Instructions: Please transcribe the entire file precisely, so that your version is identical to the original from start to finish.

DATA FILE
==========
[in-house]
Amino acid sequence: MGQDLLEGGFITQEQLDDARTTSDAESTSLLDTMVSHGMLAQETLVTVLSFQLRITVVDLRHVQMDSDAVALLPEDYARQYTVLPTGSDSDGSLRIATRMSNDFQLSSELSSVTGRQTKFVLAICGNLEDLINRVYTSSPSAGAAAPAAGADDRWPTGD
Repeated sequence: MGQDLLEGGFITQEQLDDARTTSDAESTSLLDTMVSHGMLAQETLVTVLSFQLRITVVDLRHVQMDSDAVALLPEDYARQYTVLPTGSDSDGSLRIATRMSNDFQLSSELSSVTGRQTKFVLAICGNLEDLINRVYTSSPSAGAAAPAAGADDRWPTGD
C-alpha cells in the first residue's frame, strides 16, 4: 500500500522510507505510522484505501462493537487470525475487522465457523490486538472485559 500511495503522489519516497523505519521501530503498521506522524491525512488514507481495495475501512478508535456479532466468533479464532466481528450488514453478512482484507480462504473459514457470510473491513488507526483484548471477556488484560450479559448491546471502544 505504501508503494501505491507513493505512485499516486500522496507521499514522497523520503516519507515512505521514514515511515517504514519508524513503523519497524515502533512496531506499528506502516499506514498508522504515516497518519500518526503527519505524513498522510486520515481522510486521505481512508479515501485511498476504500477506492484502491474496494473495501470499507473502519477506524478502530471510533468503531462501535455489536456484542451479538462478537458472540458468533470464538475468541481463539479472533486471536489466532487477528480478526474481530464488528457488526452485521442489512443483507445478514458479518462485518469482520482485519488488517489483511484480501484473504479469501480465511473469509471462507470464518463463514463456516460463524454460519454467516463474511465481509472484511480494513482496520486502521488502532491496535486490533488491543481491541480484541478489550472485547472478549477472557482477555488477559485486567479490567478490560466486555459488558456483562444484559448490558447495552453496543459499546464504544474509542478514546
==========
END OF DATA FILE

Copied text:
[in-house]
Amino acid sequence: MGQDLLEGGFITQEQLDDARTTSDAESTSLLDTMVSHGMLAQETLVTVLSFQLRITVVDLRHVQMDSDAVALLPEDYARQYTVLPTGSDSDGSLRIATRMSNDFQLSSELSSVTGRQTKFVLAICGNLEDLINRVYTSSPSAGAAAPAAGADDRWPTGD
Repeated sequence: MGQDLLEGGFITQEQLDDARTTSDAESTSLLDTMVSHGMLAQETLVTVLSFQLRITVVDLRHVQMDSDAVALLPEDYARQYTVLPTGSDSDGSLRIATRMSNDFQLSSELSSVTGRQTKFVLAICGNLEDLINRVYTSSPSAGAAAPAAGADDRWPTGD
C-alpha cells in the first residue's frame, strides 16, 4: 500500500522510507505510522484505501462493537487470525475487522465457523490486538472485559 500511495503522489519516497523505519521501530503498521506522524491525512488514507481495495475501512478508535456479532466468533479464532466481528450488514453478512482484507480462504473459514457470510473491513488507526483484548471477556488484560450479559448491546471502544 505504501508503494501505491507513493505512485499516486500522496507521499514522497523520503516519507515512505521514514515511515517504514519508524513503523519497524515502533512496531506499528506502516499506514498508522504515516497518519500518526503527519505524513498522510486520515481522510486521505481512508479515501485511498476504500477506492484502491474496494473495501470499507473502519477506524478502530471510533468503531462501535455489536456484542451479538462478537458472540458468533470464538475468541481463539479472533486471536489466532487477528480478526474481530464488528457488526452485521442489512443483507445478514458479518462485518469482520482485519488488517489483511484480501484473504479469501480465511473469509471462507470464518463463514463456516460463524454460519454467516463474511465481509472484511480494513482496520486502521488502532491496535486490533488491543481491541480484541478489550472485547472478549477472557482477555488477559485486567479490567478490560466486555459488558456483562444484559448490558447495552453496543459499546464504544474509542478514546